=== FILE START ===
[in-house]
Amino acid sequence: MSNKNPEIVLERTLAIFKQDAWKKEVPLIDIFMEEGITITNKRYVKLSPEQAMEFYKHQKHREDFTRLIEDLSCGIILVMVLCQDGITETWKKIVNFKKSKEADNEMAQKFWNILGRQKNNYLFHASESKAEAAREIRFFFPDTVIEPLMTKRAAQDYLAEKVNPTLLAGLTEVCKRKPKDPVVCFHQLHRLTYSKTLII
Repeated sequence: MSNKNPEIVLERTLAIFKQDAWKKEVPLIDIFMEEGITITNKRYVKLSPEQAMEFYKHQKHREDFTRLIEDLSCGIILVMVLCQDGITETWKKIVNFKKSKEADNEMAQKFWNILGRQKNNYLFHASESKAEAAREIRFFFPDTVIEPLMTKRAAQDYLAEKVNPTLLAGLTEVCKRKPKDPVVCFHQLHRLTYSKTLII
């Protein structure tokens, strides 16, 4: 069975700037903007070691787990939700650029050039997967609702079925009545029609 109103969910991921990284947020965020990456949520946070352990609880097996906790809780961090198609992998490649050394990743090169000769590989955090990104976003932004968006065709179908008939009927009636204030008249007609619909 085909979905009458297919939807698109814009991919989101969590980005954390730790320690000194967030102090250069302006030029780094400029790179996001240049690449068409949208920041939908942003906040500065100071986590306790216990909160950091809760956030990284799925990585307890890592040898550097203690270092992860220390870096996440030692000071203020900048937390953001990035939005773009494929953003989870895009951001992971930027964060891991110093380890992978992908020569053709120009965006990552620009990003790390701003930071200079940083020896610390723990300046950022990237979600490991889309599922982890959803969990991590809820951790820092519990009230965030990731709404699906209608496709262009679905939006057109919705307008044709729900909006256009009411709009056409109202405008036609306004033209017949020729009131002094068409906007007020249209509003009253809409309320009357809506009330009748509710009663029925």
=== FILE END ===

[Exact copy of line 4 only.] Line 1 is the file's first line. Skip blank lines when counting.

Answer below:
């Protein structure tokens, strides 16, 4: 069975700037903007070691787990939700650029050039997967609702079925009545029609 109103969910991921990284947020965020990456949520946070352990609880097996906790809780961090198609992998490649050394990743090169000769590989955090990104976003932004968006065709179908008939009927009636204030008249007609619909 085909979905009458297919939807698109814009991919989101969590980005954390730790320690000194967030102090250069302006030029780094400029790179996001240049690449068409949208920041939908942003906040500065100071986590306790216990909160950091809760956030990284799925990585307890890592040898550097203690270092992860220390870096996440030692000071203020900048937390953001990035939005773009494929953003989870895009951001992971930027964060891991110093380890992978992908020569053709120009965006990552620009990003790390701003930071200079940083020896610390723990300046950022990237979600490991889309599922982890959803969990991590809820951790820092519990009230965030990731709404699906209608496709262009679905939006057109919705307008044709729900909006256009009411709009056409109202405008036609306004033209017949020729009131002094068409906007007020249209509003009253809409309320009357809506009330009748509710009663029925």